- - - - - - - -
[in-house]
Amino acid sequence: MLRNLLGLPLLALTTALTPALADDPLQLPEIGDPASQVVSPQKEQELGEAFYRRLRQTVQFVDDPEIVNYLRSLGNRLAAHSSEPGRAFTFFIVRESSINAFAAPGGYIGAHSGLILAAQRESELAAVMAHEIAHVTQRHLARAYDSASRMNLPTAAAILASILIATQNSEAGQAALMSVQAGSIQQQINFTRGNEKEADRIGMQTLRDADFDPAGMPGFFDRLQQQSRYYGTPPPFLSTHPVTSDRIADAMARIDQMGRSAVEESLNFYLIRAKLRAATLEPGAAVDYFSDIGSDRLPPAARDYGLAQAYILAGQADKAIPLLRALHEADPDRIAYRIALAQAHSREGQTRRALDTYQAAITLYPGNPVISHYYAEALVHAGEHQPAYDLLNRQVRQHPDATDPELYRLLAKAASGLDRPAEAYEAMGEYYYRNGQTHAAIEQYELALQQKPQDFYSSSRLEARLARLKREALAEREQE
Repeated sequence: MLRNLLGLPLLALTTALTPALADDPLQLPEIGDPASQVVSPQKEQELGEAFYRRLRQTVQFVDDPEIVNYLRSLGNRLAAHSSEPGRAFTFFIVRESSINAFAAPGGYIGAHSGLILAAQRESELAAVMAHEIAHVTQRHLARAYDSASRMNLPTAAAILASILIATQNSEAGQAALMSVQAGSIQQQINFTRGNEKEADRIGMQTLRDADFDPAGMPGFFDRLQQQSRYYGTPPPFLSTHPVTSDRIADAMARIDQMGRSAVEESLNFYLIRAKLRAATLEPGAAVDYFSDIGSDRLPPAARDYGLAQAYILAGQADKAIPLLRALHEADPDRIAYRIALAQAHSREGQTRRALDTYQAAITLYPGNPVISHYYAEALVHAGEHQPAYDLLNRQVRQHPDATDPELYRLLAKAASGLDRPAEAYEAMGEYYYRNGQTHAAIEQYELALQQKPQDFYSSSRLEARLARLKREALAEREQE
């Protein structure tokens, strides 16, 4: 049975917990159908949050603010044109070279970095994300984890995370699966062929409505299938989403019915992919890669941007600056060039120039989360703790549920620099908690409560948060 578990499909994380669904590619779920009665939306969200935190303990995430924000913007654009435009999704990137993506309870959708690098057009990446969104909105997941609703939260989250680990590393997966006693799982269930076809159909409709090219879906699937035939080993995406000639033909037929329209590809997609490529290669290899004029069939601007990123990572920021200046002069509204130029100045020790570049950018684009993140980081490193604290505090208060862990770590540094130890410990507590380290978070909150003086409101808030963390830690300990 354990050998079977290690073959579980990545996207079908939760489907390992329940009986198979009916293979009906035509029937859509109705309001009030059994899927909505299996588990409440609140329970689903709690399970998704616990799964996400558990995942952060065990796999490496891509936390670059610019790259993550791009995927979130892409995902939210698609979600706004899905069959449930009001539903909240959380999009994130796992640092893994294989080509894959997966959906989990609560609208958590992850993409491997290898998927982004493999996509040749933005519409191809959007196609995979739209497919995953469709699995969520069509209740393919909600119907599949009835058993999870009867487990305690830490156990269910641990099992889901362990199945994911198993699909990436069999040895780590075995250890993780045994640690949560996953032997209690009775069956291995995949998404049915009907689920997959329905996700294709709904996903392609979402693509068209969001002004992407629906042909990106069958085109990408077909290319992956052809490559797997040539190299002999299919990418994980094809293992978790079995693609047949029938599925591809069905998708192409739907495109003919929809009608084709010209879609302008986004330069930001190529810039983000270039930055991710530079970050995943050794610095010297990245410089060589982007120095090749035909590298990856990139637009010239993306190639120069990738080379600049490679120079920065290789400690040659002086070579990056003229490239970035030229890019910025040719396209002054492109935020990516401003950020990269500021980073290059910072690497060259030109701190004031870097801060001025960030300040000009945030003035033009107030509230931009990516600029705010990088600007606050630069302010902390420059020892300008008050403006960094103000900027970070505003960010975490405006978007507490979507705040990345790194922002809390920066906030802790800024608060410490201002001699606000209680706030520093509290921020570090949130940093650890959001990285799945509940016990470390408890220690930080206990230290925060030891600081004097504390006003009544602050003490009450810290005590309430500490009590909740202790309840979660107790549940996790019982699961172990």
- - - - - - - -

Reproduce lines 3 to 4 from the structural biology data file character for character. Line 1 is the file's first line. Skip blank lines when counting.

Repeated sequence: MLRNLLGLPLLALTTALTPALADDPLQLPEIGDPASQVVSPQKEQELGEAFYRRLRQTVQFVDDPEIVNYLRSLGNRLAAHSSEPGRAFTFFIVRESSINAFAAPGGYIGAHSGLILAAQRESELAAVMAHEIAHVTQRHLARAYDSASRMNLPTAAAILASILIATQNSEAGQAALMSVQAGSIQQQINFTRGNEKEADRIGMQTLRDADFDPAGMPGFFDRLQQQSRYYGTPPPFLSTHPVTSDRIADAMARIDQMGRSAVEESLNFYLIRAKLRAATLEPGAAVDYFSDIGSDRLPPAARDYGLAQAYILAGQADKAIPLLRALHEADPDRIAYRIALAQAHSREGQTRRALDTYQAAITLYPGNPVISHYYAEALVHAGEHQPAYDLLNRQVRQHPDATDPELYRLLAKAASGLDRPAEAYEAMGEYYYRNGQTHAAIEQYELALQQKPQDFYSSSRLEARLARLKREALAEREQE
């Protein structure tokens, strides 16, 4: 049975917990159908949050603010044109070279970095994300984890995370699966062929409505299938989403019915992919890669941007600056060039120039989360703790549920620099908690409560948060 578990499909994380669904590619779920009665939306969200935190303990995430924000913007654009435009999704990137993506309870959708690098057009990446969104909105997941609703939260989250680990590393997966006693799982269930076809159909409709090219879906699937035939080993995406000639033909037929329209590809997609490529290669290899004029069939601007990123990572920021200046002069509204130029100045020790570049950018684009993140980081490193604290505090208060862990770590540094130890410990507590380290978070909150003086409101808030963390830690300990 354990050998079977290690073959579980990545996207079908939760489907390992329940009986198979009916293979009906035509029937859509109705309001009030059994899927909505299996588990409440609140329970689903709690399970998704616990799964996400558990995942952060065990796999490496891509936390670059610019790259993550791009995927979130892409995902939210698609979600706004899905069959449930009001539903909240959380999009994130796992640092893994294989080509894959997966959906989990609560609208958590992850993409491997290898998927982004493999996509040749933005519409191809959007196609995979739209497919995953469709699995969520069509209740393919909600119907599949009835058993999870009867487990305690830490156990269910641990099992889901362990199945994911198993699909990436069999040895780590075995250890993780045994640690949560996953032997209690009775069956291995995949998404049915009907689920997959329905996700294709709904996903392609979402693509068209969001002004992407629906042909990106069958085109990408077909290319992956052809490559797997040539190299002999299919990418994980094809293992978790079995693609047949029938599925591809069905998708192409739907495109003919929809009608084709010209879609302008986004330069930001190529810039983000270039930055991710530079970050995943050794610095010297990245410089060589982007120095090749035909590298990856990139637009010239993306190639120069990738080379600049490679120079920065290789400690040659002086070579990056003229490239970035030229890019910025040719396209002054492109935020990516401003950020990269500021980073290059910072690497060259030109701190004031870097801060001025960030300040000009945030003035033009107030509230931009990516600029705010990088600007606050630069302010902390420059020892300008008050403006960094103000900027970070505003960010975490405006978007507490979507705040990345790194922002809390920066906030802790800024608060410490201002001699606000209680706030520093509290921020570090949130940093650890959001990285799945509940016990470390408890220690930080206990230290925060030891600081004097504390006003009544602050003490009450810290005590309430500490009590909740202790309840979660107790549940996790019982699961172990």